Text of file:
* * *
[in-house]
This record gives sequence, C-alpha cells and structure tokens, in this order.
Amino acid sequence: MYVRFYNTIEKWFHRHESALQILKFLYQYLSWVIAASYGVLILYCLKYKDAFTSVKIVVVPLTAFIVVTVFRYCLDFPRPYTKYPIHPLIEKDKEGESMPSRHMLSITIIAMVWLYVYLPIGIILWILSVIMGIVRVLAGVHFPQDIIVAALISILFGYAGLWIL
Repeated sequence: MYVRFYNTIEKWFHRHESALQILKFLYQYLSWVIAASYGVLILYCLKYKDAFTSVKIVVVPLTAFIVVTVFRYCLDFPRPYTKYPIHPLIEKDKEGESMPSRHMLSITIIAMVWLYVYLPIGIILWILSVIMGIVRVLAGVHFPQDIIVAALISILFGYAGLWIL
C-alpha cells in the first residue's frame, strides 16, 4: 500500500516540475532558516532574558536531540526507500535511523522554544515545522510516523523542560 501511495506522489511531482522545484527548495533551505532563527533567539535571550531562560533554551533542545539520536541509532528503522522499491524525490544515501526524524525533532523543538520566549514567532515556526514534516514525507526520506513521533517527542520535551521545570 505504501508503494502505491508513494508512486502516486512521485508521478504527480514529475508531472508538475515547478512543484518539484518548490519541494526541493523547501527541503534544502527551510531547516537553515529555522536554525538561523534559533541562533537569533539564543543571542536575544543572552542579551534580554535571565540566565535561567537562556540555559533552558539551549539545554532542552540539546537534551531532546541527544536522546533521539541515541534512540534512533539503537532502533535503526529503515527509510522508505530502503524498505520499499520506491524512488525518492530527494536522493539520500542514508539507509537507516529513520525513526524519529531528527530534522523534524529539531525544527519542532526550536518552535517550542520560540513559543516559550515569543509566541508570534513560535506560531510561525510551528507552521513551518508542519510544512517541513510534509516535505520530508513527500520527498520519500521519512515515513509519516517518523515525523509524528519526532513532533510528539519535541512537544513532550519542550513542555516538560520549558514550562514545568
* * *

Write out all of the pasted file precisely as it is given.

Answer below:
[in-house]
This record gives sequence, C-alpha cells and structure tokens, in this order.
Amino acid sequence: MYVRFYNTIEKWFHRHESALQILKFLYQYLSWVIAASYGVLILYCLKYKDAFTSVKIVVVPLTAFIVVTVFRYCLDFPRPYTKYPIHPLIEKDKEGESMPSRHMLSITIIAMVWLYVYLPIGIILWILSVIMGIVRVLAGVHFPQDIIVAALISILFGYAGLWIL
Repeated sequence: MYVRFYNTIEKWFHRHESALQILKFLYQYLSWVIAASYGVLILYCLKYKDAFTSVKIVVVPLTAFIVVTVFRYCLDFPRPYTKYPIHPLIEKDKEGESMPSRHMLSITIIAMVWLYVYLPIGIILWILSVIMGIVRVLAGVHFPQDIIVAALISILFGYAGLWIL
C-alpha cells in the first residue's frame, strides 16, 4: 500500500516540475532558516532574558536531540526507500535511523522554544515545522510516523523542560 501511495506522489511531482522545484527548495533551505532563527533567539535571550531562560533554551533542545539520536541509532528503522522499491524525490544515501526524524525533532523543538520566549514567532515556526514534516514525507526520506513521533517527542520535551521545570 505504501508503494502505491508513494508512486502516486512521485508521478504527480514529475508531472508538475515547478512543484518539484518548490519541494526541493523547501527541503534544502527551510531547516537553515529555522536554525538561523534559533541562533537569533539564543543571542536575544543572552542579551534580554535571565540566565535561567537562556540555559533552558539551549539545554532542552540539546537534551531532546541527544536522546533521539541515541534512540534512533539503537532502533535503526529503515527509510522508505530502503524498505520499499520506491524512488525518492530527494536522493539520500542514508539507509537507516529513520525513526524519529531528527530534522523534524529539531525544527519542532526550536518552535517550542520560540513559543516559550515569543509566541508570534513560535506560531510561525510551528507552521513551518508542519510544512517541513510534509516535505520530508513527500520527498520519500521519512515515513509519516517518523515525523509524528519526532513532533510528539519535541512537544513532550519542550513542555516538560520549558514550562514545568